Monday, 27 October 2008

Eight days out

We are just over a week from the US Presidential election and Barrack Obama looks to be on course for a historic victory.

It is incredible how the course of the campaign has changed so dramatically along with the economic turbulence gripping the world. As attention switched to the economy (stupid!) John McCain has struggled to convince America that despite all his experience and years of service he has the answers and can provide the change Americans are looking for. Given Gordon Brown's current poll ratings (despite the frankly ludicrously positive press coverage he has received in recent weeks) it may be that Britain will draw the same conclusion; to get real change you need to vote for it.

Economical with the truth

Despite living through the last 14 years of New Labour I admit to being surprised at the extent of the recent spin over economic policy. It is amazing (although I know I should not be surprised) that suddenly the Prime Minister and his Chancellor tell us that this was part of the master plan all along; the massive borrowing and mountains of debt was all for a logical, sensible reason. It was all because that's what Keynes advised governments to do in a downturn.

I think most of us are finding that a spin too far, even allowing for Peter Mandelson's recent return to the fold.

Friday, 17 October 2008


I am delighted to see Gordon Brown following David Cameron's lead in taking key meetings out of London with a proposed Cabinet meeting in Liverpool in early 2009. I do think however the people of Liverpool would be more impressed if the Prime Minister showed the sort of commitment to the city that David Cameron, Chris Grayling and the Conservative Party have been showing for the past three years. They have been listening to the people of Liverpool and proposing real solutions to our society's problems that would make a real difference across the city.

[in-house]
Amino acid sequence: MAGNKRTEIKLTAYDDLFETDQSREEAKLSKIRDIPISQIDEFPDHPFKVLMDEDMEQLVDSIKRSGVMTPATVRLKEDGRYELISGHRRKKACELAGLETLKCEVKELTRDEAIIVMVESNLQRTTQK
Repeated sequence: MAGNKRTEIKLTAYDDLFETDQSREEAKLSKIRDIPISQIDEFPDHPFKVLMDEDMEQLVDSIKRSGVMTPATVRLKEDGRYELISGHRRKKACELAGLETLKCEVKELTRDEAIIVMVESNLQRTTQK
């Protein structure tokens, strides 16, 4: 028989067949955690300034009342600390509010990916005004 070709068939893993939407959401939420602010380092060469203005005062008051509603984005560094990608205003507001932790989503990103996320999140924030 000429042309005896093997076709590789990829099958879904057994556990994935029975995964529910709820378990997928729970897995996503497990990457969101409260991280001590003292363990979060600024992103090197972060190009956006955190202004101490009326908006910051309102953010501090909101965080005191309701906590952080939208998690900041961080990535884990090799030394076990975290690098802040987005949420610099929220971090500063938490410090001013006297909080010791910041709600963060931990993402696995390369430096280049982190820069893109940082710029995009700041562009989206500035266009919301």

The people of Liverpool will not be fooled by this cheap political stunt by a desperate Prime Minister, who is more worried about lost Labour votes than tackling real issues for Liverpool.

Friday, 3 October 2008

Deckchairs on the Titanic?

Today marks an extraordinary day for Gordon Brown and his government with the re-appointment of Peter Mandelson to the Cabinet. As the country is crying out for answers and leadership in the face of the current financial crisis and following the Prime Minister's promise of an open and spin-free approach to government, he has turned to the twice-resigned, former spin doctor to revive his economic and political fortunes. This looks a desperate act from a desperate man.

In creating a new national economic committee, the Prime Minister claims to be "reinventing government". This is frankly bizarre. I believe the British people would simply settle for Gordon Brown managing the government as it stands and tackling the problems we face with clarity and purpose. Today is further evidence that Gordon Brown may know the questions we face as a nation but he has none of the answers.

Thursday, 2 October 2008

Overdue change

I welcome the news today that Sir Ian Blair has resigned as Commissioner of the Met. I also welcome the role that the Mayor of London has played in bringing Sir Ian's increasingly flawed reign to an end.

What I do regret is that Sir Ian did not feel that his conduct in the role over recent months and years had warranted resignation before the Mayor's welcome intervention this week. As someone who lives in London and wants to see the highest standards in public life maintained, I have watched with growing despair as the Commissioner has limped (arrogantly in my view) from crisis to crisis undermining public confidence in the Force (not a Service!) and the office he has held.

I welcome this chance for fresh leadership. I hope that the Mayor and the Home Secretary can work together now to make a speedy and positive appointment. Call me old fashioned, but I would like someone appointed who focuses more on catching criminals and making London safer than political correctness and social engineering.

Come together

It was clear to those of us in Birmingham this week that the Party Conference was overshadowed by the global financial crisis. That was both understandable and right. Britain, along with many other countries, is facing uncertain economic times that don't just affect the bankers and the money men of the City, but our own financial circumstances, mortgages, and pensions. It is right for the media and the public to be concerned and look to the Conservative Party for it's response and ideas.

This week I have been very proud of my Party and our Leaders who have risen to this challenge and put the national interest before party politics. I hope to see this continue as we work with the government to steer Britain through these turbulent economic waters.